Creative Inquiry

Food Science, Nutrition, and Packaging Science – Together We’ll Go Far

Say you’re walking down the grocery store aisle and spot a nice, see-through package that reads “ORGANIC.” Just like that, you’re hooked. Do you actually know what organic foods are, or are you convinced because of the nature of the package? This mystery is what packaging and food scientists alike work every day to figure out. What drives a consumer to purchase a product? Is it the taste? Is it because its healthy?

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Here at Clemson University, Food, Nutrition, and Packaging Sciences are three separate degree programs that are housed within the College of Agriculture, Forestry, and Life Sciences. Students in these majors take classes in one of the three fields and rarely cross; however, in the food industry, they may be as close as sharing an office wall. Nutrition professors Dr. Marge Condrasky; food science professor, Dr. Aubrey Coffee; and packaging science professor, Dr. Duncan Darby, advised this Creative Inquiry project.

This two-semester Creative Inquiry project was assisted by graduate student Alexandra Weeks, who took many different approaches for students to have a well rounded view of all steps used in the product development process.

The group started the research project by learning an introduction to each field aiming to learn the basics of product development. This particular product development project was meant to create healthy foods that would be attractive to children and marketable to their parents. Students began the first semester with lectures that covered each of the majors and what they specifically study. From there, they took an in-depth look at how industry professionals operate when developing a new product and completed ideation activities that started putting informative knowledge into practice. These ideation (thought) activities increased gradually with complexity and made each student— no matter their education background— think like another, forcing them to ask each other questions that they may not have otherwise thought to consider.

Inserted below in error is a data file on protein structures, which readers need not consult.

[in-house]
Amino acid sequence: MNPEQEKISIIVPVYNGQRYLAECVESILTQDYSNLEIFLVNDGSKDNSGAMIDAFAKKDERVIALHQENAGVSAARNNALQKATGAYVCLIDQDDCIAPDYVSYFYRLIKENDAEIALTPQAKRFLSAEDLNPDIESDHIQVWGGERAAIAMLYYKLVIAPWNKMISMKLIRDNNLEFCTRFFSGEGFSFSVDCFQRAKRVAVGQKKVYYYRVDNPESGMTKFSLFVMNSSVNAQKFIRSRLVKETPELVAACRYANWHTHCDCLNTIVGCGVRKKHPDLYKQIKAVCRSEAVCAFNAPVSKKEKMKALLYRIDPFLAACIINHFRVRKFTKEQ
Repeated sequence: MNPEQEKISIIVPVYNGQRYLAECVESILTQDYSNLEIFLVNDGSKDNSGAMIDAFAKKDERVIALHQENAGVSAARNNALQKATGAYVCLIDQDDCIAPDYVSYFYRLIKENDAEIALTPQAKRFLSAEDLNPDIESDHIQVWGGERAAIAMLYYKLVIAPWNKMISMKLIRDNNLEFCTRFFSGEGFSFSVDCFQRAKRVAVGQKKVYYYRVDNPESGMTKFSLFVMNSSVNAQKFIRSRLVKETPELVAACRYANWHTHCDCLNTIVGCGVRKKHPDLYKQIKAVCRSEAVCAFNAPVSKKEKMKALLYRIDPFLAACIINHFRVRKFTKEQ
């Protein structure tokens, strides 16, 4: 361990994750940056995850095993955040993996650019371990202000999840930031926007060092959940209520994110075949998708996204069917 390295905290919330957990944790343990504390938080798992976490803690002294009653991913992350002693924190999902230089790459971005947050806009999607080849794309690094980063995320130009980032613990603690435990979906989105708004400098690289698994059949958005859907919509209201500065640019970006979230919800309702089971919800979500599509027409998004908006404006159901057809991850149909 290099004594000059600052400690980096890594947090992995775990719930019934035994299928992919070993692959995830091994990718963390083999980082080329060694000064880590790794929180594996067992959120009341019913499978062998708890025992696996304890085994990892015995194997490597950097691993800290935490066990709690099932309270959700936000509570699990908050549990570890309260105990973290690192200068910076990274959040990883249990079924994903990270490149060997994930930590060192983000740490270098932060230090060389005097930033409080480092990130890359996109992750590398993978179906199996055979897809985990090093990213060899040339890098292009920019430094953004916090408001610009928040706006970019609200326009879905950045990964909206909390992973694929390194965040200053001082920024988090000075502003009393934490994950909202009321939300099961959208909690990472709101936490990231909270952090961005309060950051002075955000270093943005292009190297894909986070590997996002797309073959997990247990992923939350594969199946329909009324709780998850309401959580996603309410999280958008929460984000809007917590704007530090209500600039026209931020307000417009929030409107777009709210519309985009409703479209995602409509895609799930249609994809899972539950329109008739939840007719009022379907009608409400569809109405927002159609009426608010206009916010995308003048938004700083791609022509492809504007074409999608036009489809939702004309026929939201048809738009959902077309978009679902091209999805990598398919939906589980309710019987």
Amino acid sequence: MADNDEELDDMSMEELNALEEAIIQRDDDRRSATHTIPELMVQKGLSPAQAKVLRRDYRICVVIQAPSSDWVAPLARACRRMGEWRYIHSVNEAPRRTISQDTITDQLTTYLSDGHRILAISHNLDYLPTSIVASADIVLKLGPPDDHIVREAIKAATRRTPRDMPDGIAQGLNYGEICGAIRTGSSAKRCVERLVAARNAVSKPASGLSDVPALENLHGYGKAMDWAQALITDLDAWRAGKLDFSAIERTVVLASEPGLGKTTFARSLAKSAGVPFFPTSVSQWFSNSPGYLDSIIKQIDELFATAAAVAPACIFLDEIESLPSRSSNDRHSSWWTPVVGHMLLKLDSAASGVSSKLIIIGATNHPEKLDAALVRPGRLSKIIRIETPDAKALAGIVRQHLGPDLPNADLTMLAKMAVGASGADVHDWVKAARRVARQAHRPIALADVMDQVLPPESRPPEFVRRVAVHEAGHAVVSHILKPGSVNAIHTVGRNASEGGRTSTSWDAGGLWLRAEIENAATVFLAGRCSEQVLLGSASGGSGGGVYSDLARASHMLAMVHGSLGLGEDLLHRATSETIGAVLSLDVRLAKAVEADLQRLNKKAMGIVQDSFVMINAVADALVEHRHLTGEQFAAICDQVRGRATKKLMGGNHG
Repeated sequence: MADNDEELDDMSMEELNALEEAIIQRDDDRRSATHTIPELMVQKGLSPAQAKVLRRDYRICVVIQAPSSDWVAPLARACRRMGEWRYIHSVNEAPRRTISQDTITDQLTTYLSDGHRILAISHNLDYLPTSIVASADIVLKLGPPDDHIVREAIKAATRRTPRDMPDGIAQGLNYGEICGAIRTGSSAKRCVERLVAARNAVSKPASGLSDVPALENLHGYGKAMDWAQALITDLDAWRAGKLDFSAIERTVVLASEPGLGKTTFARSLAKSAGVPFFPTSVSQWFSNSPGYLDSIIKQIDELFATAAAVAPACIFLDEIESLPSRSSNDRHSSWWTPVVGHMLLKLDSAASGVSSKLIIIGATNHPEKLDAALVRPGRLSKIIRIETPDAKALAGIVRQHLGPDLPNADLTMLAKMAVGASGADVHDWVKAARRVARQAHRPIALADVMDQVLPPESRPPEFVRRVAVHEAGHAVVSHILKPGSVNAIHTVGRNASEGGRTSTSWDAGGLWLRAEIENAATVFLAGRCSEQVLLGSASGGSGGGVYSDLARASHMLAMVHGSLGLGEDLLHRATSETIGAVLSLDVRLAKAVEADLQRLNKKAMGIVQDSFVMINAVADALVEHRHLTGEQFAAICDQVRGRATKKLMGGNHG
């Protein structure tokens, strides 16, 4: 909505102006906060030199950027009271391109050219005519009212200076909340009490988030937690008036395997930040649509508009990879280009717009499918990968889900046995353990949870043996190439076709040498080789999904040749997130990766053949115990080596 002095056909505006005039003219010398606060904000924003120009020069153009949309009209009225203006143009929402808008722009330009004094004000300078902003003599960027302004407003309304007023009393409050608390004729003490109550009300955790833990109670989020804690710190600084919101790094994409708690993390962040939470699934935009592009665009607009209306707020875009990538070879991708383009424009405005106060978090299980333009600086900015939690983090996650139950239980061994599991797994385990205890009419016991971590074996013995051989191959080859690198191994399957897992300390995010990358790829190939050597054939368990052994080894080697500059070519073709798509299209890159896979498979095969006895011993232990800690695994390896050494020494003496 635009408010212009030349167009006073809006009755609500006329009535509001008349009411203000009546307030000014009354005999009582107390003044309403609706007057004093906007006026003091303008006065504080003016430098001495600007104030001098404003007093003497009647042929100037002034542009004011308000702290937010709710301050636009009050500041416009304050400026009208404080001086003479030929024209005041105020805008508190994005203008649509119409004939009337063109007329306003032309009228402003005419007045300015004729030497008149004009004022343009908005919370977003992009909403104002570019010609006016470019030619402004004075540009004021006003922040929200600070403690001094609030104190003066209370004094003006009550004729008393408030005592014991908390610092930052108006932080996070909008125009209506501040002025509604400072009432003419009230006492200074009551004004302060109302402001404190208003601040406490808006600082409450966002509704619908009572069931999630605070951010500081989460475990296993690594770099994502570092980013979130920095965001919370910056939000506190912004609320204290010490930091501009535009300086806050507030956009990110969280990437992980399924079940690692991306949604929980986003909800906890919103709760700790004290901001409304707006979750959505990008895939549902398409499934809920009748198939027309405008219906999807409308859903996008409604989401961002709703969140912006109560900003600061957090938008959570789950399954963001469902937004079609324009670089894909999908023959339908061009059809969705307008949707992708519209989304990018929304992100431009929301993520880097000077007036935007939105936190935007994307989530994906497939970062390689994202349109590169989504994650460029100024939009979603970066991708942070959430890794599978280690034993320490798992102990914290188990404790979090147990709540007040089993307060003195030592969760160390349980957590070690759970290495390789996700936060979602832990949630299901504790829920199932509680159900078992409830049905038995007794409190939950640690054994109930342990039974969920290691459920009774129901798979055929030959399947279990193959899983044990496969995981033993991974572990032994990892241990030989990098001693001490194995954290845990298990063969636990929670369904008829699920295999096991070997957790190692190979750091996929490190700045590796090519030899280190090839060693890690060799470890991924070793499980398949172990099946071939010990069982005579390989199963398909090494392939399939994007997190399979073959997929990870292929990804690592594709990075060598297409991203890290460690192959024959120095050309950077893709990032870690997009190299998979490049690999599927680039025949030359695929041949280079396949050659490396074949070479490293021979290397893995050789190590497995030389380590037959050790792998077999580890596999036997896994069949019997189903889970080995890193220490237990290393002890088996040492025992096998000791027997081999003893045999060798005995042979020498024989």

Throughout the course sequence, students were exposed to a number of experiences that both enhanced current study efforts and promoted long-term professional development. Students learned how to process more than 300+ ideas and find the best ideas that can be used for a product launch. They were also taught how a few perfected ideas are transformed from ideation through each of the stages of product development.

A trip to Popeyes Louisiana Kitchen after learning how industry professionals approach situations solidified concepts taught in previous lectures. While visiting their Atlanta, Georgia facility, students were also able to attend a networking event with members of the Research Chefs Association—members who could potentially be future employers. At the Denny’s headquarters in Spartanburg, South Carolina, students were introduced to a different style of product development being that Denny’s is not considered a quick service restaurant.

After learning how to formulate ideas, perfect them, and develop them from an industry professional’s perspective, students were able to put their skills to the test. Members of the Creative Inquiry project spilt into groups and each developed products that could be used as healthy alternatives to poor eating habits practiced by elementary school children. The products ranged from included healthy versions of waffles to healthy cookies. Each group had a main focus of either packaging components or food development, while striving to make a snack as nutritious as possible.